Monday, 7 November 2011

The lexical load: 5 forms of repetition

Here in the heart of the oil industry, no-one says anything about oil.

No-one stumbles for a word, no-one mixes up a moon pool with a mousehole, and no-one asks me any questions like, 'How do you say нефть in English?'.

There is a good reason for this: the highly technical and complex vocabulary associated with the oil industry is well known to my learners already.

All of them come equipped with spreadsheets full of hundreds of specialist terms, most of which I have only a passing acquaintance with.

This is a shame in some ways as the nouns which fill these lists are eminently teachable and learnable.

Be that as it may, what my learners want is generally a mixture of GE and BE vocabulary, rather than ESP.

And I specify vocabulary here because it figures much more prominently on learners' wish lists than grammar (in an almost inverse proportion to its prominence on GE learners' wish lists).

So what is the best way to deal with this higher-than-usual demand for lexis?

 I'm sure there are many ways which I hope people will share but my own approach is based on five forms of repetition: recycling, recontextualising, refocusing, reconsidering, and reviewing.

Repetition in itself is a key determinant of lexical durability as we are more likely to remember a word if we encounter it a minimum of six or seven times, so recycling is at the heart of my approach.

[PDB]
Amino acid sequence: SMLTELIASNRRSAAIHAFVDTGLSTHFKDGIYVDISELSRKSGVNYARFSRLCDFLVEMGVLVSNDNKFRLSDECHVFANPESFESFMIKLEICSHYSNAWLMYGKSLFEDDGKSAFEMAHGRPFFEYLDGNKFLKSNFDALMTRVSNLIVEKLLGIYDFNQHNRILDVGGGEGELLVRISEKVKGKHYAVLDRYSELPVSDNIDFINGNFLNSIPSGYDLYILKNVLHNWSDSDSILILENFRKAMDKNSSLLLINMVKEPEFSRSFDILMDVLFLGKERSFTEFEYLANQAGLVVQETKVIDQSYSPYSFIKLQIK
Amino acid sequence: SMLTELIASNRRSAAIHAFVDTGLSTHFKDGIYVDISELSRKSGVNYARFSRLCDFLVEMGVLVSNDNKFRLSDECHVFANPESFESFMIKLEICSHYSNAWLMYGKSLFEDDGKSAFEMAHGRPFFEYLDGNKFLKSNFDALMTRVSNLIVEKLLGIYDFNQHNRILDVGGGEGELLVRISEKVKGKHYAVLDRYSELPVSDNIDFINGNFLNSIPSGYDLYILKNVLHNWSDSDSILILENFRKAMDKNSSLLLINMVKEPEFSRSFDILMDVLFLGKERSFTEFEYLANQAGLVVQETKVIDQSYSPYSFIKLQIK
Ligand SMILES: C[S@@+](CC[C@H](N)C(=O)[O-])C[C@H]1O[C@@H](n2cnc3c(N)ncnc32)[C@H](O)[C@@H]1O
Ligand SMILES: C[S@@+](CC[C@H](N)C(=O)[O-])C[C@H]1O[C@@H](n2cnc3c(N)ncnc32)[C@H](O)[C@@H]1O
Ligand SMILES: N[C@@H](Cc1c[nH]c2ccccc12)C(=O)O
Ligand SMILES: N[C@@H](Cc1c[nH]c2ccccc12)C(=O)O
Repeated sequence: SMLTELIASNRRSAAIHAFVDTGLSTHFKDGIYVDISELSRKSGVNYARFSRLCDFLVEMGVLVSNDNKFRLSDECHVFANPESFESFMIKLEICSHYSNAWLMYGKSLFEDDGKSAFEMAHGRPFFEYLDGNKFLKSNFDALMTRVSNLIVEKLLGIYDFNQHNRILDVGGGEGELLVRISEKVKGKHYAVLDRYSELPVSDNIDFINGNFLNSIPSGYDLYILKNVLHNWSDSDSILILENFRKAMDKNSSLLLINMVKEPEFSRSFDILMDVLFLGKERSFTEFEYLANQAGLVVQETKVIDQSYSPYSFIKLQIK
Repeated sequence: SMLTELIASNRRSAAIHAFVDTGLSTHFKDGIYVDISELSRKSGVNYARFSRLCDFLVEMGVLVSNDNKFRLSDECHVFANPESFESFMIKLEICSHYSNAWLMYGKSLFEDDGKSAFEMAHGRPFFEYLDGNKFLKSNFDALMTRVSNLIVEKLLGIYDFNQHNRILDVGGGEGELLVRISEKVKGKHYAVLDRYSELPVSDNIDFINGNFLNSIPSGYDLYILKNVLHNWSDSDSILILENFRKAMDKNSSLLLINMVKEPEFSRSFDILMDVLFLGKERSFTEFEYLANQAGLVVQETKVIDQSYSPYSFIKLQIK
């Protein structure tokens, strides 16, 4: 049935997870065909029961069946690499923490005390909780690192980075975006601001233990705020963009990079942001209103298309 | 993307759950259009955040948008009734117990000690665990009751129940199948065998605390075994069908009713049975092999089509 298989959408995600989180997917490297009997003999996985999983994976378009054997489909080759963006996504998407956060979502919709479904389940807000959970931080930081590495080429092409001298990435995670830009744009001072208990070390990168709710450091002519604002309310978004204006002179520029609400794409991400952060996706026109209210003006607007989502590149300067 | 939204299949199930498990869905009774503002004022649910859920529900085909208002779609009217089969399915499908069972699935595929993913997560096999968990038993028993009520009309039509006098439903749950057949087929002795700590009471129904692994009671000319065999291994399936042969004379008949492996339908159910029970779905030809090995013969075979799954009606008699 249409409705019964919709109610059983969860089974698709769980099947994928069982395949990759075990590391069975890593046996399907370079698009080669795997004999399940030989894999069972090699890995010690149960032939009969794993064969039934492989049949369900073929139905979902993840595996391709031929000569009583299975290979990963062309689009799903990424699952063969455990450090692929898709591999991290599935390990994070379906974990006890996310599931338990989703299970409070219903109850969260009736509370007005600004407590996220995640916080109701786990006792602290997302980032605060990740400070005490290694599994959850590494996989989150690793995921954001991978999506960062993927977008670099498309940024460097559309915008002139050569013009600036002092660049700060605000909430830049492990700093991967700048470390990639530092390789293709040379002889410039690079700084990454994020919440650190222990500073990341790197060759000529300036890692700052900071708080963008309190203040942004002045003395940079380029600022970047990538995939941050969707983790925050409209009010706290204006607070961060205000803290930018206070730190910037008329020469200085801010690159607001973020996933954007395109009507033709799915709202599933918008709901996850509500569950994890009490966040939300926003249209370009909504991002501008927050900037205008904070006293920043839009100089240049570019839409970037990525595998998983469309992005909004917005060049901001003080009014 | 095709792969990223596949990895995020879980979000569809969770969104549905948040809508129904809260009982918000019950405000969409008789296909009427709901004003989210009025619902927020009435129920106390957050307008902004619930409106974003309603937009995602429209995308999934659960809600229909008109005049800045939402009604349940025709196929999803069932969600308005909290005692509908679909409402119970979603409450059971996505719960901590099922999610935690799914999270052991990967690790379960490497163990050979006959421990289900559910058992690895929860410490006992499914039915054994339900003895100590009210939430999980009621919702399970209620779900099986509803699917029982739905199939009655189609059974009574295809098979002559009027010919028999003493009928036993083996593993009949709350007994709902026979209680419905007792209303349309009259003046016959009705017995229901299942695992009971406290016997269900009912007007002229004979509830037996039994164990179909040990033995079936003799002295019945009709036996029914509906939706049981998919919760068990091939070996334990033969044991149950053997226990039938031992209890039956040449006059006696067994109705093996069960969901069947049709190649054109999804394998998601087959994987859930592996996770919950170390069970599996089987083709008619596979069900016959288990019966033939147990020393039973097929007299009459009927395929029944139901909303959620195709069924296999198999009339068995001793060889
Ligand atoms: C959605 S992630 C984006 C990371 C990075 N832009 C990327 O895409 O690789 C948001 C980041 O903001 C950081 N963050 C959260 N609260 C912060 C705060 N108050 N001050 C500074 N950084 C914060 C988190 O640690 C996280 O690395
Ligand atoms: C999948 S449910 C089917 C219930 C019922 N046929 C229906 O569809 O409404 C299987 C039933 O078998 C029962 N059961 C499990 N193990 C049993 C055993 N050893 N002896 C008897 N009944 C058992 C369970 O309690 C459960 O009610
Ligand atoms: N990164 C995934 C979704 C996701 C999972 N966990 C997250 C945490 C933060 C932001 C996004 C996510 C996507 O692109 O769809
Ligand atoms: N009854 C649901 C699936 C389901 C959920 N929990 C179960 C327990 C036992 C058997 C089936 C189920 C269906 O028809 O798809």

It also helps vocabulary retention and use if a word is recontextualised, such as might happen in a narrow reading over several lessons.

Alternatively, we can help learners to refocus on a word or phrase if we temporarily decontextualise it, guiding them through the maze of connotations, registers, inflections, collocations, colligations and the like, before reinserting it into a meaningful context.

The insights gained this focus on form can be used to help a learner reconsider a word for, as Scott Thornbury avers, if you create a situation in which the learner has to make a decision about a word, especially a demanding decision, such as writing a sentence with it, the word is much more likely to 'stick'.

Finally, all this work requires some form of review, both as a learning tool to refresh the memory and motivate the learner, but also to test what has taken and what needs revision.

(Image: XcBiker)

No comments:

Post a Comment